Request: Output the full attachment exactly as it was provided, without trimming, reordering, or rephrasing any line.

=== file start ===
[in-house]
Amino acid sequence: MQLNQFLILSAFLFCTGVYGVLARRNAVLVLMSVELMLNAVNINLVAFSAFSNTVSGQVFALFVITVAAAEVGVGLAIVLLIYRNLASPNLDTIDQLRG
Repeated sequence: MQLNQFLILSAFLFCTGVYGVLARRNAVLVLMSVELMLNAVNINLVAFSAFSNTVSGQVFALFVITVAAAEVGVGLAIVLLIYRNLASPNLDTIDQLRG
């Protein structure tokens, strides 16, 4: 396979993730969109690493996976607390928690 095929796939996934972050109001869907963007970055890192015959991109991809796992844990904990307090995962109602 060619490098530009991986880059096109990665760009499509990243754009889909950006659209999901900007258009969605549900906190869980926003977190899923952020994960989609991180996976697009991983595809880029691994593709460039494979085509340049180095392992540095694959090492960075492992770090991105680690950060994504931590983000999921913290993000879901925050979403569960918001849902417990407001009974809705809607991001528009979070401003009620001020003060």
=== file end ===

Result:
[in-house]
Amino acid sequence: MQLNQFLILSAFLFCTGVYGVLARRNAVLVLMSVELMLNAVNINLVAFSAFSNTVSGQVFALFVITVAAAEVGVGLAIVLLIYRNLASPNLDTIDQLRG
Repeated sequence: MQLNQFLILSAFLFCTGVYGVLARRNAVLVLMSVELMLNAVNINLVAFSAFSNTVSGQVFALFVITVAAAEVGVGLAIVLLIYRNLASPNLDTIDQLRG
């Protein structure tokens, strides 16, 4: 396979993730969109690493996976607390928690 095929796939996934972050109001869907963007970055890192015959991109991809796992844990904990307090995962109602 060619490098530009991986880059096109990665760009499509990243754009889909950006659209999901900007258009969605549900906190869980926003977190899923952020994960989609991180996976697009991983595809880029691994593709460039494979085509340049180095392992540095694959090492960075492992770090991105680690950060994504931590983000999921913290993000879901925050979403569960918001849902417990407001009974809705809607991001528009979070401003009620001020003060």